In 2018, Congress revamped a tax credit available under section 45Q of the Internal Revenue Code (IRC) for companies that capture and sequester carbon dioxide (or other carbon oxides). On February 19, 2020, the Internal Revenue Service (IRS) issued two highly anticipated items of guidance under IRC section 45Q that provide certainty regarding a number of questions left open by the statute; a further item of guidance is expected that should answer many of the remaining open questions.

Companies that emit carbon dioxide or other carbon oxides (collectively referred to as qualified carbon oxide in the statute) may benefit from capturing and sequestering such emissions and claiming or monetizing the tax credit, or by selling those emissions to a person that will undertake the capture and sequester activities for which the credit is available.

The revamped section 45Q credit has generated significant interest from both parties that emit carbon as part of their manufacturing processes and from potential investors in carbon capture and sequestration (CCS) projects. In fact, about 110 comment letters were submitted to the IRS regarding guidance under IRC section 45Q. That is the case because CCS projects have the potential to generate significant value for emitters and investors. For example, capturing 500,000 metric tons of carbon oxide per year could yield over $260,000,000 in tax credits over 12 years, and the actual amount the credit may be multiples of that amount depending on the volume of qualified carbon oxide captured and sequestered.

The general requirements for the tax credit are as follows: IRC section 45Q provides a tax credit to taxpayers that capture and sequester carbon oxide. Such tax credits are available for a period of 12 years and, to be entitled to the credit, the taxpayer must (i) dispose of captured qualified carbon oxide in secure geological storage, (ii) use captured qualified carbon oxide as a tertiary injectant in a qualified enhanced oil or natural gas recovery project and dispose of it in secure geological storage, or (iii) utilize captured qualified carbon oxide for certain other purposes as permitted by statute or regulation. IRC section 45Q requires that construction on a CCS project begin before January 1, 2024 in order to be eligible for the tax credit. IRS Notice 2020-12 addresses how to qualify as having begun construction.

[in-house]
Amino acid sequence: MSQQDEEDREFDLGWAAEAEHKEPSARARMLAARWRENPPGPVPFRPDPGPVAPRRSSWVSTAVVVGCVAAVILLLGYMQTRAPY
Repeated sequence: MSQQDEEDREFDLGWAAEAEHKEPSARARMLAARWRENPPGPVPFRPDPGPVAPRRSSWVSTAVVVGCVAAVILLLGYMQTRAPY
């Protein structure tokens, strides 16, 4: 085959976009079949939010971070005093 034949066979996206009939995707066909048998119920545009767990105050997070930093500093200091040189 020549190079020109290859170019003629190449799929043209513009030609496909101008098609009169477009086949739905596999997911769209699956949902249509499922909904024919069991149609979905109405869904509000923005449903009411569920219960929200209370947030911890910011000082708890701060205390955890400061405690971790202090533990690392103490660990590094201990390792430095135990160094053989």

The tax credits are generally attributed to the owner of the equipment that captures the carbon. However, the tax credits are transferable to investors through certain “tax equity” structures. Revenue Procedure 2020-12 addresses how developers of CCS projects and investors can use a “partnership flip structure” for CCS projects that generate section 45Q credits for use by investors.

The market has generally reacted well to the revamped IRC section 45Q and the recent guidance. Such guidance, together with forthcoming guidance that should address the remaining open issues, is expected to result in the flow of significant capital for development of CCS projects.

Eversheds Sutherland Observation: The Five “Ws” of IRC Section 45Q

Who can claim section 45Q tax credits? The owner of the equipment that captures qualified carbon oxide or, by election, the person that disposes of the qualified carbon oxide. One of the two recently issued items of guidance, IRS Revenue Procedure 2020-12, provides guidance to help companies that do not have sufficient tax liability to utilize IRC section 45Q tax credits monetize those credits through a partnership flip structure that utilizes investors that have sufficient tax liability.

What activities generate credits? Tax credits are available for three different uses of captured qualified carbon oxide: (i) disposal in secure geological storage, (ii) use as a tertiary injectant in a qualified enhanced oil or natural gas recovery project and disposal in secure geological storage, and (iii) utilization as permitted by statute or regulation. Credit amounts vary by activity but range from $20 to over $50 per metric ton.

When can tax credits be claimed? Tax credits are available for a 12-year period that starts once the carbon capture equipment is placed in service. Construction of the project must begin by the end of 2023. The other item of recently issued guidance, IRS Notice 2020-12, provides rules when construction is treated as begun (which is a relatively low bar under that guidance).

Why is the new section 45Q credit and new guidance significant? The new section 45Q credit fixed many of the issues with the prior credit and now is attractive to emitters of carbon dioxide and other carbon oxides. The new guidance provides some additional certainty regarding the rules for obtaining and monetizing the section 45Q tax credits.

Where to learn more? For additional coverage, see our guide to the newly issued section 45Q guidance.